Question 1: Why are some substances biodegradable and some non-biodegradable?
Answer: Substances which are of organic origin are biodegradable, while those of inorganic origin are non-biodegradable. Organic substances can be utilised by decomposers as food, while other substances cannot be utilised by decomposers as food. Due to this, some substances are biodegradable while some others are non-biodegradable.
Question 2: Give any two ways in which biodegradable substances would affect the environment.
Answer: Biodegradable substances can affect the environment in following ways:
Question 3: Give any two ways in which non-biodegradable substances would affect the environment.
Answer: Non-biodegradable substances would affect the environment in following two ways:
Question 4: What are trophic levels? Give an example of a food chain and state the different trophic levels in it.
Answer: A particular level in a food chain is called trophic level. Following example shows trophic levels in a food chain:
Producer → Primary Consumer → Secondary Consumer → Tertiary Consumer
Grass → Grasshopper → Frog → Snake
Question 5: What is the role of decomposers in the ecosystem?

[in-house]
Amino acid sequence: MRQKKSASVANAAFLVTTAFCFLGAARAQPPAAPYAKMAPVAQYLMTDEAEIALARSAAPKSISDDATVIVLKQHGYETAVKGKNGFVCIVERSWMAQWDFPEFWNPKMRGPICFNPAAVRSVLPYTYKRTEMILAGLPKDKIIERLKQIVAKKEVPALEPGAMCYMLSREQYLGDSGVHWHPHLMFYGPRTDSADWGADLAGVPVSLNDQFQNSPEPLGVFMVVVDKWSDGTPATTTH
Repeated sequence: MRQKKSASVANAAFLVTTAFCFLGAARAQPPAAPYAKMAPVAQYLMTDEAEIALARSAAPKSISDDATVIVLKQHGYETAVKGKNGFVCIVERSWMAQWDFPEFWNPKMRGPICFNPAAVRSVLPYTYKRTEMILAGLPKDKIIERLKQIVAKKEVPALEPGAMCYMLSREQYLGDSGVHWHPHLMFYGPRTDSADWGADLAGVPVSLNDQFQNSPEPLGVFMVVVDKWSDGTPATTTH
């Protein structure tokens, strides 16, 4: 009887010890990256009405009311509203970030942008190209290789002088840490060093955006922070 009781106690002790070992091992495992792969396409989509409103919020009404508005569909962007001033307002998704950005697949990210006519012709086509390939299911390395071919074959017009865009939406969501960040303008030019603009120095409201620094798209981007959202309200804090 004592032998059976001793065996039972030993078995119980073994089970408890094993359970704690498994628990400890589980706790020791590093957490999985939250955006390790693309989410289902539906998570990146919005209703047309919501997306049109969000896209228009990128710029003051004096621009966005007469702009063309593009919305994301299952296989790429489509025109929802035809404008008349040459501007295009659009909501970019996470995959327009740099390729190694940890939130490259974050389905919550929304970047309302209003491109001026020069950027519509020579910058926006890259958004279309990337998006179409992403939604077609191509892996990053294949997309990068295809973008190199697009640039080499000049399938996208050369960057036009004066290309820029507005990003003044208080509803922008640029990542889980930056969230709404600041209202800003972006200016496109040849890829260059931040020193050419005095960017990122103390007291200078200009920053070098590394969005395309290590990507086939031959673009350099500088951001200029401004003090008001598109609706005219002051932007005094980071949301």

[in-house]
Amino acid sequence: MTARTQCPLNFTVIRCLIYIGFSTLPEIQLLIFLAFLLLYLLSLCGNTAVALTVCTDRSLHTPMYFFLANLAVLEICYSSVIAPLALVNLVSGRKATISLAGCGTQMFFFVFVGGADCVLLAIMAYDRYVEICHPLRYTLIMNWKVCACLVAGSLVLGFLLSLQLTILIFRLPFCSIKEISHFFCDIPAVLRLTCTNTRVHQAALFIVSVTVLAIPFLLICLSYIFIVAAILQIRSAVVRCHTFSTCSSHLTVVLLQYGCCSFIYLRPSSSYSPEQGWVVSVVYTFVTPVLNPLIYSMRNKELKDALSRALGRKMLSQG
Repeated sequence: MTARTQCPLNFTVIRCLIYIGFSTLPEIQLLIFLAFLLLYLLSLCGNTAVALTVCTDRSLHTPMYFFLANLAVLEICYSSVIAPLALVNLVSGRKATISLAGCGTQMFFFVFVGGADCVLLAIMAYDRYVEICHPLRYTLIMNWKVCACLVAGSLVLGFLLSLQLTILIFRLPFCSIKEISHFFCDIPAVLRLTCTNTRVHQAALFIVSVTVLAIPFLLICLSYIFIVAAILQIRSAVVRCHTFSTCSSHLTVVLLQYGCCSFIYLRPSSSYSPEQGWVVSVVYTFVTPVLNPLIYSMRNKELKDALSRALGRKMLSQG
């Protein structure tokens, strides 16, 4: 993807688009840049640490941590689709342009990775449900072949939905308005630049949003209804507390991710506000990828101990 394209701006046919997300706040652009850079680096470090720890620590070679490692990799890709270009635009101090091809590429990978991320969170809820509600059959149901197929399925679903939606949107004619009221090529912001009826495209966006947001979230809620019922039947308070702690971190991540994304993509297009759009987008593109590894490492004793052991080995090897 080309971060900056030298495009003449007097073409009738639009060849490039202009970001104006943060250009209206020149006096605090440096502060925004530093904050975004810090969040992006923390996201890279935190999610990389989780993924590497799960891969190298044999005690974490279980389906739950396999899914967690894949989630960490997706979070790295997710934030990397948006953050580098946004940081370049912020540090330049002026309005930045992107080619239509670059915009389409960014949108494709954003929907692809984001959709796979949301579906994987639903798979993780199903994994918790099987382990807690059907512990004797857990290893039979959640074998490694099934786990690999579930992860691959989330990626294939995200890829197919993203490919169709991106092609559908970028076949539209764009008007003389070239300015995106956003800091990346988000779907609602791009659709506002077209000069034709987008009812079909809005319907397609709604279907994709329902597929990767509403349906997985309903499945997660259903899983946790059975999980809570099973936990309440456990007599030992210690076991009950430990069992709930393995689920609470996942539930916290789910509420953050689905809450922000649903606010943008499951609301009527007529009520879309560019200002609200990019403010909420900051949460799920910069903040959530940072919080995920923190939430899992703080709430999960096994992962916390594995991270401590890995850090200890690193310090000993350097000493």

Answer: Decomposers decompose dead remains of plants and animals. By doing so, they serve two purposes. One; they reduce the burden on the environment by clearing dead remains. Two; they channelize the raw materials back to the environment.
Question 6: What is ozone and how does it affect any ecosystem?
Answer: Ozone is a form of oxygen. Ozone is a triatomic molecule while oxygen is a diatomic molecule. Ozone forms the ozone layer in our atmosphere. Ozone plays an important role in the ecosystem. The ozone layer wards off harmful ultraviolet radiations from the sun and thus protects the living beings.
Question 7: How can you help in reducing the problem of waste disposal? Give any two methods.
Answer: The problem of waste disposal can be reduced in many ways. Two methods are given below:
Question 1: Which of the following groups contain only biodegradable items?
Question 2: Which of the following constitute a food-chain?
Question 3: Which of the following are environment-friendly practices?
Question 4: What will happen if we kill all the organisms in one trophic level?
Answer: If all the organisms in one trophic level are killed, it will disturb the whole ecosystem. Let us take a hypothetical example to understand this. If all the deer are killed in a jungle, the lions would be left with no food. This would endanger the existence of lions. Once the lions and deer would be finished, it would result in population explosion of green plants. If all the lions die in a jungle, it would create another problem. Since no lion would be left to kill the deer, the population of deer would increase substantially. This will finish off all the green plants and finally even the deer would be left with no food for them.
Question 5: Will the impact of removing all the organisms in a trophic level be different for different trophic levels? Can the organisms of any trophic level be removed without causing any damage to the ecosystem?